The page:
- You’d need two techs for water-heater jobs. Water heaters sit on a 6-foot pedestal and, after drained, they are awkward to carry and weigh about 75 pounds.
- When fixing a leaking toilet, one tech has to stand below while the other is above sending water down the pipes so they can determine where the leak is coming from.
- Is one tech training the other? Do they have to lift heavy items such as appliances? Or are they just wasting each other’s time? If it’s two guys working together on a make-ready and they are busting their butts, then what’s the problem? It all comes down to motivation and integrity.
- A property manager who complains about two-man maintenance crews will soon be complaining that they cannot find good techs to work for them.
- It can become frustrating when there are two techs attached at the hip while the third tech is working alone. Therefore, the third tech cannot get the help he needs from the team when it’s needed. This creates a bad work environment; the third tech will hate to come to work.
- You can work with a second tech as long as work orders are completed within 24 hours and as long as all the work is getting done. One thing about maintenance techs: If you let them do what makes them happy—as long as work is getting done and with no complaints—you will be okay. If you don’t, they will leave. Just remember: Good, experienced techs don’t grow on trees.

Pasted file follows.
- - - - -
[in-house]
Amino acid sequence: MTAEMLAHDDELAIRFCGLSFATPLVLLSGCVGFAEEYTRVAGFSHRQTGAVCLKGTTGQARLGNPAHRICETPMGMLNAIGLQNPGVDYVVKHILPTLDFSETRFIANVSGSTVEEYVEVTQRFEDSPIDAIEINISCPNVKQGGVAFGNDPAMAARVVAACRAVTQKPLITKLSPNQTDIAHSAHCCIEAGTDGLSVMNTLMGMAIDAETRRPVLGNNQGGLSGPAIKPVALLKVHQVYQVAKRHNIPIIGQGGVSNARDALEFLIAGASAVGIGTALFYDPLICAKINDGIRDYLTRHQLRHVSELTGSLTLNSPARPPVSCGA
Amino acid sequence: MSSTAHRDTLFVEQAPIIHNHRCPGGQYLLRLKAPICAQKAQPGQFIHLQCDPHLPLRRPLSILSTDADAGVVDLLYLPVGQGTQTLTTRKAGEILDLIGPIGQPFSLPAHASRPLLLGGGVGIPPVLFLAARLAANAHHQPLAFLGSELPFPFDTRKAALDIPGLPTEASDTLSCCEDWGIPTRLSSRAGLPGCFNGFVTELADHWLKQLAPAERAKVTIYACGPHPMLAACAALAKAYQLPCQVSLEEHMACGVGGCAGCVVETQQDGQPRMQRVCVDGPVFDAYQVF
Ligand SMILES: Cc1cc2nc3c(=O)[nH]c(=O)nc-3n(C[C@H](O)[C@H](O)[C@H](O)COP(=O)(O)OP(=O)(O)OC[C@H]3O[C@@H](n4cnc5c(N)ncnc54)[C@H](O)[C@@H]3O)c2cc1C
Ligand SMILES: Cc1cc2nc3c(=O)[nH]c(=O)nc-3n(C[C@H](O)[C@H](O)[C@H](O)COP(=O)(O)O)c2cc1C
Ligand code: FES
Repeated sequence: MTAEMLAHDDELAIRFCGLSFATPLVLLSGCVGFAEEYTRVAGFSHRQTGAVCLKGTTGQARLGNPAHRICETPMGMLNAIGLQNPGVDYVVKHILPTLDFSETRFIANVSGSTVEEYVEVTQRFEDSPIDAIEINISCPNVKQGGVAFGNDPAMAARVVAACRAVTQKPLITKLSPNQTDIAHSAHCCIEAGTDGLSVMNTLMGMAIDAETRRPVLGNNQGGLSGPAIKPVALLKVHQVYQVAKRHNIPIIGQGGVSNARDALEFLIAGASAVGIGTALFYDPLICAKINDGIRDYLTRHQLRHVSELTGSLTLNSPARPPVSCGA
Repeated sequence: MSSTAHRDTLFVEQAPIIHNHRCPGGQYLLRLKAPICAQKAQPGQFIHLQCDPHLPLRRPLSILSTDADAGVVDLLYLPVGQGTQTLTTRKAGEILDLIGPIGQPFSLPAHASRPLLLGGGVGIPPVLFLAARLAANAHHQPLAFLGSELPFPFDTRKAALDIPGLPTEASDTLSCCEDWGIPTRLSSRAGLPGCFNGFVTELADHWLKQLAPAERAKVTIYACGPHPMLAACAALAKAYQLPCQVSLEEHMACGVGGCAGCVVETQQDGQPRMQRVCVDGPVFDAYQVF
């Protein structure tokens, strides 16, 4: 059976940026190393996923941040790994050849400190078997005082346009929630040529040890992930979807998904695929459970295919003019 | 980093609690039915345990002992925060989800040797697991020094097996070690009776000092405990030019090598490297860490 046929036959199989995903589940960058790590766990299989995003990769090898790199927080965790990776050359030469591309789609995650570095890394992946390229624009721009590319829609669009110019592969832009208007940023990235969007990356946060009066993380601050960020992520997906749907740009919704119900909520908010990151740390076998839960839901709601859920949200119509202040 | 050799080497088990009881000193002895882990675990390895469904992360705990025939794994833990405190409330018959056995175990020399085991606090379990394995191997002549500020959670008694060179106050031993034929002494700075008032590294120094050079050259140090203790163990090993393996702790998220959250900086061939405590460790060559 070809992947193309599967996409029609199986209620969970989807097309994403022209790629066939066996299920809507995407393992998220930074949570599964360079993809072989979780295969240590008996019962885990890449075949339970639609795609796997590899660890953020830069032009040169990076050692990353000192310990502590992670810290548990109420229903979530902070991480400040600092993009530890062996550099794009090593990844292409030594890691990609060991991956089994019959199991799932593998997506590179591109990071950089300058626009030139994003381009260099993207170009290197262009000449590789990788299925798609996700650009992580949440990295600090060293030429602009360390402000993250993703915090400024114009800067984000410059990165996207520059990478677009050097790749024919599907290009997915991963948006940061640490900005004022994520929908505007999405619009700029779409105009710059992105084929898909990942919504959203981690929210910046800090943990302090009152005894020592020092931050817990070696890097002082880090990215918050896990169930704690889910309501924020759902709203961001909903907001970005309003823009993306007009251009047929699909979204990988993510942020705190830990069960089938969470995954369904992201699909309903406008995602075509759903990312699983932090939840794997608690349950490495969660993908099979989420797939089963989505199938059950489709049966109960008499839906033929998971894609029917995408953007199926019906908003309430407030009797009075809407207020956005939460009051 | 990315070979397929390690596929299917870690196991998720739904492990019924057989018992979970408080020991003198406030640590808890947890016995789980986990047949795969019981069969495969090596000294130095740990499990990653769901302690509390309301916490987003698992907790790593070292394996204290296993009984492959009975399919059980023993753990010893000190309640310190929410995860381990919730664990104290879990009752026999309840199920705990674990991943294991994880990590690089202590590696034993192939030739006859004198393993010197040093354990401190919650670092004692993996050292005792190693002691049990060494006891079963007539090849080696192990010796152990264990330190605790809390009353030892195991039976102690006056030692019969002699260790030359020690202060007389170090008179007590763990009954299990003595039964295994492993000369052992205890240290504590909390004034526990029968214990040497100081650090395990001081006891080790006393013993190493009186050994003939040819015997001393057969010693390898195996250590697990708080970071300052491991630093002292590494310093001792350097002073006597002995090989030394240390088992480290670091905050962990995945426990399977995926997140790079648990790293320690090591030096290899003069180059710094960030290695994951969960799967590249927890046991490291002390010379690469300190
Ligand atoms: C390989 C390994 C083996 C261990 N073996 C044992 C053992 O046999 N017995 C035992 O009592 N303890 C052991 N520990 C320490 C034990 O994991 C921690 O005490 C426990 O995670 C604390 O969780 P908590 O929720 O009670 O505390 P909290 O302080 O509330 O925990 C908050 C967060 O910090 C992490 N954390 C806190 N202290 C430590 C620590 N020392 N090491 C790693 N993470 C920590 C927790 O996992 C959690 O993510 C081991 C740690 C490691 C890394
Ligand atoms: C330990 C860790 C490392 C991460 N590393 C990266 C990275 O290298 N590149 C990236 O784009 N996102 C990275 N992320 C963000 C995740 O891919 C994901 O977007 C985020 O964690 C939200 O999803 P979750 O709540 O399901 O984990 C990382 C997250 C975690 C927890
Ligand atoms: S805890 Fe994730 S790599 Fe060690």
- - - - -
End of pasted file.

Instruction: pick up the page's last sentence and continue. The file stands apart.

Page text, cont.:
- A maintenance job can be stressful enough. Being micromanaged by someone who doesn’t know how to do the job and who isn’t there doing the job adds to the stress level.
- Why do members of the office staff—with zero hands-on experience—seem to think they know more about how to do jobs that their maintenance techs do every day?
- Be careful not to let “cliques” form because it can bring morale down. I once had a lead tech and supervisor who, not only were joined at the hip, but would alter the on-call rotation so that they could go fishing together on weekends.
- We are all grown adults who have jobs to do. There is not one way to do the job. Why does everything have to turn into a battle onsite? If you look at it as a battle, it always will be.
- If all of your techs are working alone, how will they receive the necessary training? This industry continues to expect that the maintenance staff they hire are fully trained and able to hit the ground running. The best people to train apartment maintenance techs the apartment techs themselves. This race to the bottom has to stop.